Google prank + Kinect hack = useful health tech

Google's April Fools'-inspired Gmail Motion was meant as a joke, but researchers at the University of Southern California make it a reality with SLOOW, their Software Library Optimizing Obligatory Waving.

Google's April Fools' Day prank Gmail Motion (above) was meant to be ridiculous (i.e., one puts more work into sending an e-mail with elaborate body language than by merely clicking "send"), but the tech is completely viable.

More than viable, actually. As in, it already exists.

Evan Suma, a postdoc research associate at the University of Southern California, unveiled his team's software, FAAST (for Flexible Action and Articulated Skeleton Toolkit), in late December. Using the Microsoft Kinect sensor, he employs the human body as a mouse and keyboard to operate various applications and video games. (His video playing World of Warcraft with body motions has 1.5 million views on YouTube, and includes a Royksopp track with the appropriate lyrics, "All that I want is keeping it easy.")

Suma tells me that when he went to work on Friday, April 1, and saw Google Motion, he thought, "Hey, I can already do that." So he put about 30 minutes into retooling FAAST for Gmail using body movements specific to the prank, and threw a video together in about two hours. Turning Google's joke on its head, he calls the program SLOOW, for Software Library Optimizing Obligatory Waving:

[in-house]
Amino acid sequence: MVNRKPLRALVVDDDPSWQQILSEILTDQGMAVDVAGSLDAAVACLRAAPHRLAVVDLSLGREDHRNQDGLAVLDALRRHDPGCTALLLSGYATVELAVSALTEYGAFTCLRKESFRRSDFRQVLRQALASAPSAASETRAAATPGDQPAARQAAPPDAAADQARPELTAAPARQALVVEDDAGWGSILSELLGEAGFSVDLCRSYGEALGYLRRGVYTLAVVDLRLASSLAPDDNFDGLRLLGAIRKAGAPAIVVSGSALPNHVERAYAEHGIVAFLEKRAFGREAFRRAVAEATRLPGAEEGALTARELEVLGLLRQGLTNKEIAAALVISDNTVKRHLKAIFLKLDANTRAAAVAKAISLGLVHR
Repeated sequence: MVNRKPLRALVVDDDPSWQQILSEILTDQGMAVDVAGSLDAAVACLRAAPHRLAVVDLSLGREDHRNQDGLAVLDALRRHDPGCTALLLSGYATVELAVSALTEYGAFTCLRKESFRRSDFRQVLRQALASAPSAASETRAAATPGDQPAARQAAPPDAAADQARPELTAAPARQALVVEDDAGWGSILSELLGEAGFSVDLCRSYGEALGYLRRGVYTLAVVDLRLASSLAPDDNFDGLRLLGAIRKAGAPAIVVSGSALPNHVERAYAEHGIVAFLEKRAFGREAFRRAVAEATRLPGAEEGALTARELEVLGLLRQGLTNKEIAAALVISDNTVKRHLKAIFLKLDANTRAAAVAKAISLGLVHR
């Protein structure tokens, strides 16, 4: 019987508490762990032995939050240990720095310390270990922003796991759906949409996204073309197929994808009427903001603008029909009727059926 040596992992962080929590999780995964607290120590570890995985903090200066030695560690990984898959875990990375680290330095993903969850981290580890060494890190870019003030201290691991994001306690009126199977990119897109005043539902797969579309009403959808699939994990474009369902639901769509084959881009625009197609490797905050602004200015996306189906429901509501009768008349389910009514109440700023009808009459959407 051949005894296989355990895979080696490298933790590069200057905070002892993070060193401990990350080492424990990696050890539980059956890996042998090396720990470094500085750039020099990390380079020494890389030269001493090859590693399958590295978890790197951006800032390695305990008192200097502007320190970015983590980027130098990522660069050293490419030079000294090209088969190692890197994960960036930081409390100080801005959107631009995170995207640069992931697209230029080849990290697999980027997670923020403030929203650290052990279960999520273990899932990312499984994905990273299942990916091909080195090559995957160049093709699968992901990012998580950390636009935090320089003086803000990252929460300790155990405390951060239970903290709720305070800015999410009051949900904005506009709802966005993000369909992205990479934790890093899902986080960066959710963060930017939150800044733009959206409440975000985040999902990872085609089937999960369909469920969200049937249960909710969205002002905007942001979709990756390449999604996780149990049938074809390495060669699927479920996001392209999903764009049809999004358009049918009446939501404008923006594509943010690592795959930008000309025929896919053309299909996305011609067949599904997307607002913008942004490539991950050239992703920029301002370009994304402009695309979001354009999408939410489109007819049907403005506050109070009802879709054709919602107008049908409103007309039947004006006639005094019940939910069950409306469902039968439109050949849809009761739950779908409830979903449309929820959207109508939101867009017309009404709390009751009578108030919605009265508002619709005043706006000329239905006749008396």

Google's own Matt Cutts, who recently helmed a Kinect hacking contest, clearly enjoyed the reply joke when he tweeted a link to the demo with the descriptive summary: "Nice!"

As part of the demo, Suma notes his team's disappointment when Gmail Motion appeared to be "buggy." But as the dust begins to settle after the I-am-such-a-clever-coder craze that has become April Fools' Day, the FAAST project at USC continues to explore a range of useful applications far beyond gaming, especially medical ones.

The two main projects the team is currently working on involve rehabilitation and surgery. For the latter, USC's Institute for Creative Technologies has teamed up with the schools' Department of Urology to help surgeons scroll through CT scans mid-surgery because, as Suma puts it, "They typically have to stop their surgery, walk over to a keyboard and mouse, put on gloves, manipulate the mouse, take the gloves off, and re-sterilize before going back to surgery."

As long as the surgeons put down their tools when they turn their bodies into keyboards, operations should proceed normally.

 

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